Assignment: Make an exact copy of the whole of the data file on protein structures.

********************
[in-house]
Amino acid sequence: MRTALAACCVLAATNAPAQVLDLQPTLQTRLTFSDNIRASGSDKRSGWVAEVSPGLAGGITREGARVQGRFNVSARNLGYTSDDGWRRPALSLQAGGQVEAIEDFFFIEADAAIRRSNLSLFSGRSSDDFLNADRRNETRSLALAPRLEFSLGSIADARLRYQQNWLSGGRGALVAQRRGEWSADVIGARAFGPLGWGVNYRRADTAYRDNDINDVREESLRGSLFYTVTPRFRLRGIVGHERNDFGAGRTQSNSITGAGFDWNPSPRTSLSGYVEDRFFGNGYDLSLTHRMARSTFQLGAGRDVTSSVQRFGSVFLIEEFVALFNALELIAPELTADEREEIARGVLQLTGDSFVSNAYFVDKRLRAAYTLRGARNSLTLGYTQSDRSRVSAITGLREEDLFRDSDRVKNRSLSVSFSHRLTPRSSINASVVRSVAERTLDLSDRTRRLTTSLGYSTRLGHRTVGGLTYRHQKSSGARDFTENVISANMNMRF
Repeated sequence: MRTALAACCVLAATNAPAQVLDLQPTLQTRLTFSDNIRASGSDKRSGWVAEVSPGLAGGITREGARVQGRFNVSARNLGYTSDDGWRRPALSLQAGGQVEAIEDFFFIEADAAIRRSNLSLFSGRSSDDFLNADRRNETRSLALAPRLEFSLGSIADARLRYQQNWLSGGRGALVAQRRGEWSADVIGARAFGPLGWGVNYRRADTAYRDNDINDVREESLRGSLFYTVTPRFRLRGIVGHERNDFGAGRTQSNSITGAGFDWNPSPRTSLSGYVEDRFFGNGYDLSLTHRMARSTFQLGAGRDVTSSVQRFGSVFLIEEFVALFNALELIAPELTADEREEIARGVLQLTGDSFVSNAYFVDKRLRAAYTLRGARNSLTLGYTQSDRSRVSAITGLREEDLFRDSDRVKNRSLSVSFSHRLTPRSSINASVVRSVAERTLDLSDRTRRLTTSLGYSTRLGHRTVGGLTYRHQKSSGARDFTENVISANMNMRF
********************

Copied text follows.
[in-house]
Amino acid sequence: MRTALAACCVLAATNAPAQVLDLQPTLQTRLTFSDNIRASGSDKRSGWVAEVSPGLAGGITREGARVQGRFNVSARNLGYTSDDGWRRPALSLQAGGQVEAIEDFFFIEADAAIRRSNLSLFSGRSSDDFLNADRRNETRSLALAPRLEFSLGSIADARLRYQQNWLSGGRGALVAQRRGEWSADVIGARAFGPLGWGVNYRRADTAYRDNDINDVREESLRGSLFYTVTPRFRLRGIVGHERNDFGAGRTQSNSITGAGFDWNPSPRTSLSGYVEDRFFGNGYDLSLTHRMARSTFQLGAGRDVTSSVQRFGSVFLIEEFVALFNALELIAPELTADEREEIARGVLQLTGDSFVSNAYFVDKRLRAAYTLRGARNSLTLGYTQSDRSRVSAITGLREEDLFRDSDRVKNRSLSVSFSHRLTPRSSINASVVRSVAERTLDLSDRTRRLTTSLGYSTRLGHRTVGGLTYRHQKSSGARDFTENVISANMNMRF
Repeated sequence: MRTALAACCVLAATNAPAQVLDLQPTLQTRLTFSDNIRASGSDKRSGWVAEVSPGLAGGITREGARVQGRFNVSARNLGYTSDDGWRRPALSLQAGGQVEAIEDFFFIEADAAIRRSNLSLFSGRSSDDFLNADRRNETRSLALAPRLEFSLGSIADARLRYQQNWLSGGRGALVAQRRGEWSADVIGARAFGPLGWGVNYRRADTAYRDNDINDVREESLRGSLFYTVTPRFRLRGIVGHERNDFGAGRTQSNSITGAGFDWNPSPRTSLSGYVEDRFFGNGYDLSLTHRMARSTFQLGAGRDVTSSVQRFGSVFLIEEFVALFNALELIAPELTADEREEIARGVLQLTGDSFVSNAYFVDKRLRAAYTLRGARNSLTLGYTQSDRSRVSAITGLREEDLFRDSDRVKNRSLSVSFSHRLTPRSSINASVVRSVAERTLDLSDRTRRLTTSLGYSTRLGHRTVGGLTYRHQKSSGARDFTENVISANMNMRF